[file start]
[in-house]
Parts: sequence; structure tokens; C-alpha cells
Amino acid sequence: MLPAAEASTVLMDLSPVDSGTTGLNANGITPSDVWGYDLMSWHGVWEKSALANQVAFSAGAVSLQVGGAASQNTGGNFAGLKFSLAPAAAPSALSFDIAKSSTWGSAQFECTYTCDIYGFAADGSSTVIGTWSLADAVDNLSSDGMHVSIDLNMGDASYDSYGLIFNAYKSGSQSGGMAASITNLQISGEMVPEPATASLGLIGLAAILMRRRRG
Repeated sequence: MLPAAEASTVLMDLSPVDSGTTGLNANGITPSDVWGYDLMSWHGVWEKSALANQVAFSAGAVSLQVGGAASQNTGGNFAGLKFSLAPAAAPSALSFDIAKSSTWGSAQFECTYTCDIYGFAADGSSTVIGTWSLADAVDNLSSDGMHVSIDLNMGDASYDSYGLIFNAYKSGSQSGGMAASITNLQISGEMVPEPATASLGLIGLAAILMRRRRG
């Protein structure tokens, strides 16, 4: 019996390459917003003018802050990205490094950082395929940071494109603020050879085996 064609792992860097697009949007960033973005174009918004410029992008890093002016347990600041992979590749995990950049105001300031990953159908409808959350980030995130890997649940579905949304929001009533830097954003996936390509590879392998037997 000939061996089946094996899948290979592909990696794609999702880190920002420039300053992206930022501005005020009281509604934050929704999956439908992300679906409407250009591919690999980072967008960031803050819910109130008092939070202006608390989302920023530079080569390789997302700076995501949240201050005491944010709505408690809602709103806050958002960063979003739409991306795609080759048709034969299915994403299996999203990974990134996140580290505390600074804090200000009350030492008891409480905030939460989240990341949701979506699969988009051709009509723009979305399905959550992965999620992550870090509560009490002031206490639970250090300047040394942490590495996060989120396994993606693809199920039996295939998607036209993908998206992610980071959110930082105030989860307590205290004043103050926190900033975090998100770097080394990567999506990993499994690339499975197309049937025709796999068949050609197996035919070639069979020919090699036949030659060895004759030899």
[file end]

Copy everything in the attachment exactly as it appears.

[in-house]
Parts: sequence; structure tokens; C-alpha cells
Amino acid sequence: MLPAAEASTVLMDLSPVDSGTTGLNANGITPSDVWGYDLMSWHGVWEKSALANQVAFSAGAVSLQVGGAASQNTGGNFAGLKFSLAPAAAPSALSFDIAKSSTWGSAQFECTYTCDIYGFAADGSSTVIGTWSLADAVDNLSSDGMHVSIDLNMGDASYDSYGLIFNAYKSGSQSGGMAASITNLQISGEMVPEPATASLGLIGLAAILMRRRRG
Repeated sequence: MLPAAEASTVLMDLSPVDSGTTGLNANGITPSDVWGYDLMSWHGVWEKSALANQVAFSAGAVSLQVGGAASQNTGGNFAGLKFSLAPAAAPSALSFDIAKSSTWGSAQFECTYTCDIYGFAADGSSTVIGTWSLADAVDNLSSDGMHVSIDLNMGDASYDSYGLIFNAYKSGSQSGGMAASITNLQISGEMVPEPATASLGLIGLAAILMRRRRG
């Protein structure tokens, strides 16, 4: 019996390459917003003018802050990205490094950082395929940071494109603020050879085996 064609792992860097697009949007960033973005174009918004410029992008890093002016347990600041992979590749995990950049105001300031990953159908409808959350980030995130890997649940579905949304929001009533830097954003996936390509590879392998037997 000939061996089946094996899948290979592909990696794609999702880190920002420039300053992206930022501005005020009281509604934050929704999956439908992300679906409407250009591919690999980072967008960031803050819910109130008092939070202006608390989302920023530079080569390789997302700076995501949240201050005491944010709505408690809602709103806050958002960063979003739409991306795609080759048709034969299915994403299996999203990974990134996140580290505390600074804090200000009350030492008891409480905030939460989240990341949701979506699969988009051709009509723009979305399905959550992965999620992550870090509560009490002031206490639970250090300047040394942490590495996060989120396994993606693809199920039996295939998607036209993908998206992610980071959110930082105030989860307590205290004043103050926190900033975090998100770097080394990567999506990993499994690339499975197309049937025709796999068949050609197996035919070639069979020919090699036949030659060895004759030899």